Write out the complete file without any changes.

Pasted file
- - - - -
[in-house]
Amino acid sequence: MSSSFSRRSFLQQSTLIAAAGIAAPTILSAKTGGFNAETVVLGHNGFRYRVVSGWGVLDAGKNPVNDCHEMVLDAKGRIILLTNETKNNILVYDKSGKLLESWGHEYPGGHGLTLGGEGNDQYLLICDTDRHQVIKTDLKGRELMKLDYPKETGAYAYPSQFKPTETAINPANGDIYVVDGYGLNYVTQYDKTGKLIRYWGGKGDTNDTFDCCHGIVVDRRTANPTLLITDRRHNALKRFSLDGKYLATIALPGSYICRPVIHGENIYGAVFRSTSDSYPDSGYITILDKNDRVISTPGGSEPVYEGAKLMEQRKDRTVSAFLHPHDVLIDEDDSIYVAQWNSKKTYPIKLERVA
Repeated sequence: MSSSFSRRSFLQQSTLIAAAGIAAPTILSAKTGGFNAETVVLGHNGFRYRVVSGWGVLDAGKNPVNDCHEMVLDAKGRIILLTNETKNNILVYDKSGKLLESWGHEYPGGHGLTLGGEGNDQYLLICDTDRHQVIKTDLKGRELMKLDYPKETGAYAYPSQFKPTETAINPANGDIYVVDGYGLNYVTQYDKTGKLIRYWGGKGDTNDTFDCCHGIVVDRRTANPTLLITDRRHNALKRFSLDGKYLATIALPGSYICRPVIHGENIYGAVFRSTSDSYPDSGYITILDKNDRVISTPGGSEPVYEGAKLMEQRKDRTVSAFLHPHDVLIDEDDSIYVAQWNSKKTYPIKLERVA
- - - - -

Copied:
[in-house]
Amino acid sequence: MSSSFSRRSFLQQSTLIAAAGIAAPTILSAKTGGFNAETVVLGHNGFRYRVVSGWGVLDAGKNPVNDCHEMVLDAKGRIILLTNETKNNILVYDKSGKLLESWGHEYPGGHGLTLGGEGNDQYLLICDTDRHQVIKTDLKGRELMKLDYPKETGAYAYPSQFKPTETAINPANGDIYVVDGYGLNYVTQYDKTGKLIRYWGGKGDTNDTFDCCHGIVVDRRTANPTLLITDRRHNALKRFSLDGKYLATIALPGSYICRPVIHGENIYGAVFRSTSDSYPDSGYITILDKNDRVISTPGGSEPVYEGAKLMEQRKDRTVSAFLHPHDVLIDEDDSIYVAQWNSKKTYPIKLERVA
Repeated sequence: MSSSFSRRSFLQQSTLIAAAGIAAPTILSAKTGGFNAETVVLGHNGFRYRVVSGWGVLDAGKNPVNDCHEMVLDAKGRIILLTNETKNNILVYDKSGKLLESWGHEYPGGHGLTLGGEGNDQYLLICDTDRHQVIKTDLKGRELMKLDYPKETGAYAYPSQFKPTETAINPANGDIYVVDGYGLNYVTQYDKTGKLIRYWGGKGDTNDTFDCCHGIVVDRRTANPTLLITDRRHNALKRFSLDGKYLATIALPGSYICRPVIHGENIYGAVFRSTSDSYPDSGYITILDKNDRVISTPGGSEPVYEGAKLMEQRKDRTVSAFLHPHDVLIDEDDSIYVAQWNSKKTYPIKLERVA